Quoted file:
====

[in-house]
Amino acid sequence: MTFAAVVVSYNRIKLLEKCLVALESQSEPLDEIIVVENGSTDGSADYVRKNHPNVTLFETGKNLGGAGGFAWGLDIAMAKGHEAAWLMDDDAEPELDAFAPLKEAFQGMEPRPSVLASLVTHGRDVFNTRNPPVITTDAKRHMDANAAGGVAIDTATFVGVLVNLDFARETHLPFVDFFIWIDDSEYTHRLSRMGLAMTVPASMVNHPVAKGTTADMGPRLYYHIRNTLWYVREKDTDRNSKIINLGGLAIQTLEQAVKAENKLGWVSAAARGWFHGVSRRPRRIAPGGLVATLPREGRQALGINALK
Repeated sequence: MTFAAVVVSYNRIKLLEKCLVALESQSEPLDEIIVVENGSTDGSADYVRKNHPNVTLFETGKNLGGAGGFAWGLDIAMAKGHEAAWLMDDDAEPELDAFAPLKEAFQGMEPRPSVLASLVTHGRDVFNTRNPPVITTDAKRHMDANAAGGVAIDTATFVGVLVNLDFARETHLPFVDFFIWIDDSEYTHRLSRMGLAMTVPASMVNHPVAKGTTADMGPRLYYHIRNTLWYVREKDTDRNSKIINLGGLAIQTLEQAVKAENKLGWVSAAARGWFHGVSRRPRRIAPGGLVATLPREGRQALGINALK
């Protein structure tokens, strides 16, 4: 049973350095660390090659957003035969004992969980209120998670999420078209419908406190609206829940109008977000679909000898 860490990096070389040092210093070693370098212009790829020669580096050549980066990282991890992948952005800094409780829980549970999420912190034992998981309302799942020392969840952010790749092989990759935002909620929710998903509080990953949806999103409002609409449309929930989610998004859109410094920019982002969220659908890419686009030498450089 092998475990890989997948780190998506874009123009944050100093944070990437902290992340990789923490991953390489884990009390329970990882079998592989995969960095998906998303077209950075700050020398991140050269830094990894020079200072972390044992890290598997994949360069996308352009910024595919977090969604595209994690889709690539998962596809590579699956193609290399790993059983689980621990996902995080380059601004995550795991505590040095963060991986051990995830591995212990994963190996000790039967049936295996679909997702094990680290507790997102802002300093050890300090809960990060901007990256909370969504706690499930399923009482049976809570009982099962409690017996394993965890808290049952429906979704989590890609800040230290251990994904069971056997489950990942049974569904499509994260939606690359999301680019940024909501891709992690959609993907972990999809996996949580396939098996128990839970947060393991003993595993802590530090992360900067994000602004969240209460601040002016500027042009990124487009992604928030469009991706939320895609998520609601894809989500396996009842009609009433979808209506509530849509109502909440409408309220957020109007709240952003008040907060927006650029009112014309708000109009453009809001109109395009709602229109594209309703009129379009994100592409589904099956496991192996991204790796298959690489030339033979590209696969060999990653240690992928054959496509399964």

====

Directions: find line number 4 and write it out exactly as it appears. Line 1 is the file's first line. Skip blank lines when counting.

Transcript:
């Protein structure tokens, strides 16, 4: 049973350095660390090659957003035969004992969980209120998670999420078209419908406190609206829940109008977000679909000898 860490990096070389040092210093070693370098212009790829020669580096050549980066990282991890992948952005800094409780829980549970999420912190034992998981309302799942020392969840952010790749092989990759935002909620929710998903509080990953949806999103409002609409449309929930989610998004859109410094920019982002969220659908890419686009030498450089 092998475990890989997948780190998506874009123009944050100093944070990437902290992340990789923490991953390489884990009390329970990882079998592989995969960095998906998303077209950075700050020398991140050269830094990894020079200072972390044992890290598997994949360069996308352009910024595919977090969604595209994690889709690539998962596809590579699956193609290399790993059983689980621990996902995080380059601004995550795991505590040095963060991986051990995830591995212990994963190996000790039967049936295996679909997702094990680290507790997102802002300093050890300090809960990060901007990256909370969504706690499930399923009482049976809570009982099962409690017996394993965890808290049952429906979704989590890609800040230290251990994904069971056997489950990942049974569904499509994260939606690359999301680019940024909501891709992690959609993907972990999809996996949580396939098996128990839970947060393991003993595993802590530090992360900067994000602004969240209460601040002016500027042009990124487009992604928030469009991706939320895609998520609601894809989500396996009842009609009433979808209506509530849509109502909440409408309220957020109007709240952003008040907060927006650029009112014309708000109009453009809001109109395009709602229109594209309703009129379009994100592409589904099956496991192996991204790796298959690489030339033979590209696969060999990653240690992928054959496509399964």